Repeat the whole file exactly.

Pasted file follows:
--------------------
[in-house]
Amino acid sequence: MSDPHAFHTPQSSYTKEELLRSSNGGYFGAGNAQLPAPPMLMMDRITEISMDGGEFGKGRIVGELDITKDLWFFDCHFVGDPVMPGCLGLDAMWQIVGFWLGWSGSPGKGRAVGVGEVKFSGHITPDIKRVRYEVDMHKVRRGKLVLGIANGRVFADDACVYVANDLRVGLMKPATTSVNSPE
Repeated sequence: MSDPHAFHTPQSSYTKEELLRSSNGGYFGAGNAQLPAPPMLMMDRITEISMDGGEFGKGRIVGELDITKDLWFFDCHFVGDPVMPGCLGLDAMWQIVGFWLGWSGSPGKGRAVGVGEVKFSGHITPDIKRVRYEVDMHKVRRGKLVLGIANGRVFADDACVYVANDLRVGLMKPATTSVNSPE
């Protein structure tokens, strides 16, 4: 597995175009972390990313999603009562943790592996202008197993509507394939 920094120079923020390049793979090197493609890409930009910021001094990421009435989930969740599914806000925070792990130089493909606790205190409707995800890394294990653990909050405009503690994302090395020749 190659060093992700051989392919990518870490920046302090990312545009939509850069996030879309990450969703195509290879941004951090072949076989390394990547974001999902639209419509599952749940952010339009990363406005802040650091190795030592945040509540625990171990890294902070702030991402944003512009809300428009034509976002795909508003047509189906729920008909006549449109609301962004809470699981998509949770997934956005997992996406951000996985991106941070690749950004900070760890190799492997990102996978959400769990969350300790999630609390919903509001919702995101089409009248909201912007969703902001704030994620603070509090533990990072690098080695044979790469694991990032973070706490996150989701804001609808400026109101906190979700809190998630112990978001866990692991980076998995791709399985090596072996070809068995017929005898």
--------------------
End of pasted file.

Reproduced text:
[in-house]
Amino acid sequence: MSDPHAFHTPQSSYTKEELLRSSNGGYFGAGNAQLPAPPMLMMDRITEISMDGGEFGKGRIVGELDITKDLWFFDCHFVGDPVMPGCLGLDAMWQIVGFWLGWSGSPGKGRAVGVGEVKFSGHITPDIKRVRYEVDMHKVRRGKLVLGIANGRVFADDACVYVANDLRVGLMKPATTSVNSPE
Repeated sequence: MSDPHAFHTPQSSYTKEELLRSSNGGYFGAGNAQLPAPPMLMMDRITEISMDGGEFGKGRIVGELDITKDLWFFDCHFVGDPVMPGCLGLDAMWQIVGFWLGWSGSPGKGRAVGVGEVKFSGHITPDIKRVRYEVDMHKVRRGKLVLGIANGRVFADDACVYVANDLRVGLMKPATTSVNSPE
């Protein structure tokens, strides 16, 4: 597995175009972390990313999603009562943790592996202008197993509507394939 920094120079923020390049793979090197493609890409930009910021001094990421009435989930969740599914806000925070792990130089493909606790205190409707995800890394294990653990909050405009503690994302090395020749 190659060093992700051989392919990518870490920046302090990312545009939509850069996030879309990450969703195509290879941004951090072949076989390394990547974001999902639209419509599952749940952010339009990363406005802040650091190795030592945040509540625990171990890294902070702030991402944003512009809300428009034509976002795909508003047509189906729920008909006549449109609301962004809470699981998509949770997934956005997992996406951000996985991106941070690749950004900070760890190799492997990102996978959400769990969350300790999630609390919903509001919702995101089409009248909201912007969703902001704030994620603070509090533990990072690098080695044979790469694991990032973070706490996150989701804001609808400026109101906190979700809190998630112990978001866990692991980076998995791709399985090596072996070809068995017929005898």